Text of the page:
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Turbines quickly raise stress levels

Over the past 20 years I’ve travelled all over North America teaching automotive technicians and repair shop owners how to service and repair modern vehicles. In my travels I have come across fields of wind turbines and stayed in the vicinity of them for days at a time while I taught the locals during numerous two- and four-day classes.

This was my experience: at first sight coming upon the turbine field it was like walking into the Dome for the first time. Just breathtaking the huge inspiring spires of technology piercing the sky with their sleek blades slowly turning as they harness the power of the wind. Seemingly silent green and majestic as the blades cut through the air and power the cities and villages they tower above.

They loomed on the horizon as I got nearer my destination and I realized that they were miles away again leaving me in awe of their vast size. As I arrived at my destination I could hear them cut the sky “whomp whomp whomp”. I thought not overly loud in comparison to a passing train in the peaceful and quiet hamlet of St Ann’s where I live. After all, I like to hear the train passing through St Ann’s in the quiet of the night it’s a lonely sound and it reminds me of songs on the radio.

At first they were interesting, new and cool. But after a day or two in the vicinity of them looming over my shoulder I realized that I missed the sky and felt like I had someone standing over me like a nasty boss that I had when I was a kid, peering and leering over my shoulder reminding me of something. It dawned on me what I was feeling was stress.

The blades ever turning slightly faster than my heartbeat, raising my blood pressure as my heart fought to keep pace with the blades. As the wind and the barometric pressure increased, so did my stress. As the blades increased in speed, the stress compounded and my head began to pound. I felt like I was in a race and couldn’t stop and couldn’t get away.

Not wanting to offend the locals I was tactful for once and said “wow, the windmills are so majestic how do you like having them?” One fellow said “they don’t bug me, but as long as I have to put up with them, I think I should get some kind of discount on my electrical bill but I don’t.” Everyone chuckled and the general consensus was that they all wished they had known then what they know now.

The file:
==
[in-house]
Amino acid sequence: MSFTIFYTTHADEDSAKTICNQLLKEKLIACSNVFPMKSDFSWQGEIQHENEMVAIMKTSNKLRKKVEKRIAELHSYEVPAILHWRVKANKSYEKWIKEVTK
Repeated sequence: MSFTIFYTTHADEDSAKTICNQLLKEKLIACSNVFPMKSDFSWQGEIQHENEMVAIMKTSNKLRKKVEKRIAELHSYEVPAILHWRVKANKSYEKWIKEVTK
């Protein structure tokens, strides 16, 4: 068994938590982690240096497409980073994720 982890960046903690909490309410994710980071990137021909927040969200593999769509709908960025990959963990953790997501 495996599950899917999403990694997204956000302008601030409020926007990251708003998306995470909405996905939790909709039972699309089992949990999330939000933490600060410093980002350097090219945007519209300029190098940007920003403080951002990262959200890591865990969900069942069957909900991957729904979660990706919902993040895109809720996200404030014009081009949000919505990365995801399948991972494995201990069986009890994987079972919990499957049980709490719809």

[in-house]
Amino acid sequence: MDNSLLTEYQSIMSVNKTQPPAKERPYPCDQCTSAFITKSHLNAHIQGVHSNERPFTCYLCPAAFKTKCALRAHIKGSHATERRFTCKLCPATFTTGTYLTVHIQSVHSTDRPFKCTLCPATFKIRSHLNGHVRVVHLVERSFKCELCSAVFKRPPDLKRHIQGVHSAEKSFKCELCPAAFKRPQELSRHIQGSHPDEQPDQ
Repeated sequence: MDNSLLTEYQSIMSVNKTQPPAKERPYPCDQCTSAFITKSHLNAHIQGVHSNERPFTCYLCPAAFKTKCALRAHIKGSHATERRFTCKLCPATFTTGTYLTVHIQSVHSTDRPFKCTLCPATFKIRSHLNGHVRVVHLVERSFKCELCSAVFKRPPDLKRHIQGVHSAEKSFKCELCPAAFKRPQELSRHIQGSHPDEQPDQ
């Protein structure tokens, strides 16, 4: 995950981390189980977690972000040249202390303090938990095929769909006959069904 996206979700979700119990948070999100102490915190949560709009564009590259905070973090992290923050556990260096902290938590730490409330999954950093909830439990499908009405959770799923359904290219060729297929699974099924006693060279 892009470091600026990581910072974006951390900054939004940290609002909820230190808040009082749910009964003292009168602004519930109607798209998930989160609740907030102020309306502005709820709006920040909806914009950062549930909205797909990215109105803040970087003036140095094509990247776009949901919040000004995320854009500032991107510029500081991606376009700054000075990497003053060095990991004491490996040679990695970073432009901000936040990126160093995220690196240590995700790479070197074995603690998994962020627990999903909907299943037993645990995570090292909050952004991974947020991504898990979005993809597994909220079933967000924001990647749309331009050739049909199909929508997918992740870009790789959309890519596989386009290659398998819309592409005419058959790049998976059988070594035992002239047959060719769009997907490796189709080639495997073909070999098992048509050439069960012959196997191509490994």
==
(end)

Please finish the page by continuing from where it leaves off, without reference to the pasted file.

The biggest complaint was that their homes couldn’t sell for what they bought them for anymore because property values had dropped to the point where they would lose thousands and in some cases still owe. So they can’t get away.

My questions are: is it too late to stop this and put solar panels on everyone’s home?

What about my property value? If they bug me will I be able to move? My real estate agent said they have already started putting clauses in the paperwork to avert any lawsuits. Clearly an indication that you personally are going to lose money so someone else can profit. Let’s do a study on that.

Forget the studies, folks. It looks like we are getting turbines whether we like it or not. I want to know if they are going to subsidize my loss in property value so I can leave the lovely peaceful and quiet little hamlet of St Ann’s where I’ve spent the last 20 years and get away from the blades without losing $30 to $70 thousand dollars of equity. All this so some turbine company can egg beater my sky, raise my blood pressure and stress level to can make millions selling megawatts of power to who, New York State? Let them build the windmills there. I would rather go solar.

Bill Stafford